Anxiety and Worry

We all experience some normal feelings of anxiety and worry throughout our lifetime. Feeling butterflies in your stomach before giving a presentation, feeling on edge after a close call while driving, or feeling worry while waiting up late for a child who was supposed to be home an hour ago are all appropriate times to experience anxiety; not ongoing, but situational.

Anxiety becomes a disorder when the sense of worry becomes persistent and more intense, causing a disruption in everyday life. They are the most common mental health disorder in the United States with an estimated 18% of adults suffering from the disorder. Common symptoms of anxiety include nervousness, restlessness, tension, increased heart rate, trouble concentrating, sense of impending danger or doom, difficulty controlling worry and avoiding things that may trigger anxiety. In many situations, the individual realizes that their fear is excessive or unreasonable. And yet, the anxiety persists. It can become a crippling illness if left untreated or unaddressed.


An official diagnosis of an anxiety disorder will come from your medical provider or your therapist after an assessment is completed. The current guidelines for a diagnosis come from the Diagnostic and Statistical Manual of Mental Disorders (DSM-5). Common anxiety disorders include:

Generalized Anxiety Disorder: Excessive anxiety and worry that occurs more days than not for at least six months. Other symptoms may include restlessness, easily fatigued, difficulty concentrating, irritability, muscle tension and sleep disturbance.

Social Anxiety Disorder: A persistent fear of one or more social or performance situations in which the individual has a fear of acting in a way to be embarrassed or humiliated. The fear, anxiety, or avoidance of the anxiety provoking situations lasts longer than 6 months.

Panic Disorder: Panic attacks are an intense sense of fear or terror that can include an accelerated heartbeat, shortness of breath, sense of feeling cold or hot, trembling or a fear of dying. Many will mistakenly go to the emergency room for fear of a heart attack. The disorder then ensues when the individual worries about another panic attack, causing dysfunction in daily living due to avoidance of situations and/or people.

Phobias: Excessive and persistent fear of an object, activity or situation that is generally not harmful. Individuals will go to excessive lengths to avoid the distress caused by these feared objects, activities or situations.

The trouble with anxiety is that the more one avoids the feared situations, the more the anxiety grows. For example, the impending sense of doom that an individual who has to give a speech in school only grows stronger as the time goes on. Every time the teacher asks for another volunteer, or as they go in order around the room, the worry and dread grow. Avoiding only confirms the thought of “I can’t.” Or maybe one suffering from general anxiety disorder continues to pass up opportunities for growth at work due to worry about the increased responsibility and losing the sense of safety of the predictability of their current position. Or maybe one has a phobia of flying, robbing them of the ease of accessing their family across country. Anxiety disorders can truly wreak havoc in the day to day living of individuals, but it is also very treatable.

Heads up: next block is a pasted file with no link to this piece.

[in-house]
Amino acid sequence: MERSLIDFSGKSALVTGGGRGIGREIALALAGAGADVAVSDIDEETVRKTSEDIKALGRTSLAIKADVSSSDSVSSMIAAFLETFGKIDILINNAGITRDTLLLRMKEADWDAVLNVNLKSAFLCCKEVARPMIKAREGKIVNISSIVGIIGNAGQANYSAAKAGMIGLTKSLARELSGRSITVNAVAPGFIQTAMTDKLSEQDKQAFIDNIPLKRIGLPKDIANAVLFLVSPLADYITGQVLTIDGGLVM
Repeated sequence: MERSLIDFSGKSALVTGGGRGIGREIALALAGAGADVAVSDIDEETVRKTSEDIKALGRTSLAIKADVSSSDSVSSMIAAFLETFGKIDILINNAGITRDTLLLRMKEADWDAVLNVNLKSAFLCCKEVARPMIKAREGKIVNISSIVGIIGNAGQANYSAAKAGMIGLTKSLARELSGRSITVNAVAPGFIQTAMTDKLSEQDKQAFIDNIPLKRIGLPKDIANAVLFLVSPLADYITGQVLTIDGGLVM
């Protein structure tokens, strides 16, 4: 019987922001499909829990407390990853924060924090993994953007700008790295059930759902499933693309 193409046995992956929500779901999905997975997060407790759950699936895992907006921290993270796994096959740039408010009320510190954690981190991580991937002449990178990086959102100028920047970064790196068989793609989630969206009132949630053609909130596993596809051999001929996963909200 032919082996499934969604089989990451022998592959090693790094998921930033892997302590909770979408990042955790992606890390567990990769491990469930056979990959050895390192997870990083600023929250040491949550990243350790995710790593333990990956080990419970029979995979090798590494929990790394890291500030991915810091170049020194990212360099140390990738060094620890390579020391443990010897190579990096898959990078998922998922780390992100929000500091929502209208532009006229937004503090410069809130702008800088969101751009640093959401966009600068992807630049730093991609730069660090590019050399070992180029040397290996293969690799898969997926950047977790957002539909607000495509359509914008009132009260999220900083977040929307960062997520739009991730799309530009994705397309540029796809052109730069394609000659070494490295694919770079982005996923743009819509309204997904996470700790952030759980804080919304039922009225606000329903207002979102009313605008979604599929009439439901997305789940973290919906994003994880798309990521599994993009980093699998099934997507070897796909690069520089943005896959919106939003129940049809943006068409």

Psychotherapy: Also called therapy or counseling. Can include different modalities, but Cognitive Behavioral Therapy (CBT) and Behavioral/Exposure Therapy are common forms used to address anxiety disorders.

Medication: Although your primary care provider can prescribe medication to treat anxiety, you may be referred to a psychiatrist, who is a medical doctor who specializes in mental health medications. Please note that some commonly prescribed medications that treat anxiety can become addictive.

Other strategies such as stress management, meditation, mindfulness, and exercise can also be very helpful.

Action Steps

If you are thinking that you may be suffering from an anxiety disorder, I want to give you some steps to take to help you to begin to address those thoughts and feelings.

1. Make an appointment to see a primary care physician or nurse practitioner. If you are too anxious to call to make an appointment, ask a family member or friend to call for you.
2. Find a therapist who works with individuals with anxiety. Contact me, contact your insurance company to see a list of in-network providers or utilize to find a therapist in your area.
3. Let a friend or loved one know how you are feeling. You would be surprised how many people you know are also dealing with an anxiety disorder.
4. Practice mindfulness or meditation. Don’t know where to start? Try the Headspace or Calm apps.
5. Cut down on caffeine! The extra cup every day may be increasing your restlessness and worry.

It is important for you to remember that anxiety is common and treatable. Taking small steps of action can help you to regain control and to no longer live with intense worry.

Jonathan Ecker, LCSW is a therapist who treats anxiety in Oak Park, IL. Please contact me with any questions or if you are interested in pursuing therapy.

1103 Westgate Suite 205
Oak Park, IL 60301
(773) 710-0062

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